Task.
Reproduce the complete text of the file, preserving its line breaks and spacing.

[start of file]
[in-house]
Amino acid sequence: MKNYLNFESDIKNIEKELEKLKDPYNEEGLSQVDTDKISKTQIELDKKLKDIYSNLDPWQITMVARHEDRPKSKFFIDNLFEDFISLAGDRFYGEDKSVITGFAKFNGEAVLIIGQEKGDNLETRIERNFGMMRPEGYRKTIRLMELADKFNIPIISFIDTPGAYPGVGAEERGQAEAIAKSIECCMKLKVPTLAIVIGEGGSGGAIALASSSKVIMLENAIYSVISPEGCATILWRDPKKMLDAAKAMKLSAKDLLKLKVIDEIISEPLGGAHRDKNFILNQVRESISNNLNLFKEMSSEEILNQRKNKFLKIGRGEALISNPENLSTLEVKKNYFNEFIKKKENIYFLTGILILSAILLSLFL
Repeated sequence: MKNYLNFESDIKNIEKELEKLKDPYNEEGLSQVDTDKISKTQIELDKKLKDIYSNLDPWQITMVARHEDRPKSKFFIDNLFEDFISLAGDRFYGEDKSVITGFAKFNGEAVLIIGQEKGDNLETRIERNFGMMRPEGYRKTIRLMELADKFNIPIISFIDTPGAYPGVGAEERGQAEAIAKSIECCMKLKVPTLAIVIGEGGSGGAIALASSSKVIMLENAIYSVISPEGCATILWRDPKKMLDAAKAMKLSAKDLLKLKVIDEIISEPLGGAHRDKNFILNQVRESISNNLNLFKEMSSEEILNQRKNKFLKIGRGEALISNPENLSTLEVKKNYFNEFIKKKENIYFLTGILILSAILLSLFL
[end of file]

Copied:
[in-house]
Amino acid sequence: MKNYLNFESDIKNIEKELEKLKDPYNEEGLSQVDTDKISKTQIELDKKLKDIYSNLDPWQITMVARHEDRPKSKFFIDNLFEDFISLAGDRFYGEDKSVITGFAKFNGEAVLIIGQEKGDNLETRIERNFGMMRPEGYRKTIRLMELADKFNIPIISFIDTPGAYPGVGAEERGQAEAIAKSIECCMKLKVPTLAIVIGEGGSGGAIALASSSKVIMLENAIYSVISPEGCATILWRDPKKMLDAAKAMKLSAKDLLKLKVIDEIISEPLGGAHRDKNFILNQVRESISNNLNLFKEMSSEEILNQRKNKFLKIGRGEALISNPENLSTLEVKKNYFNEFIKKKENIYFLTGILILSAILLSLFL
Repeated sequence: MKNYLNFESDIKNIEKELEKLKDPYNEEGLSQVDTDKISKTQIELDKKLKDIYSNLDPWQITMVARHEDRPKSKFFIDNLFEDFISLAGDRFYGEDKSVITGFAKFNGEAVLIIGQEKGDNLETRIERNFGMMRPEGYRKTIRLMELADKFNIPIISFIDTPGAYPGVGAEERGQAEAIAKSIECCMKLKVPTLAIVIGEGGSGGAIALASSSKVIMLENAIYSVISPEGCATILWRDPKKMLDAAKAMKLSAKDLLKLKVIDEIISEPLGGAHRDKNFILNQVRESISNNLNLFKEMSSEEILNQRKNKFLKIGRGEALISNPENLSTLEVKKNYFNEFIKKKENIYFLTGILILSAILLSLFL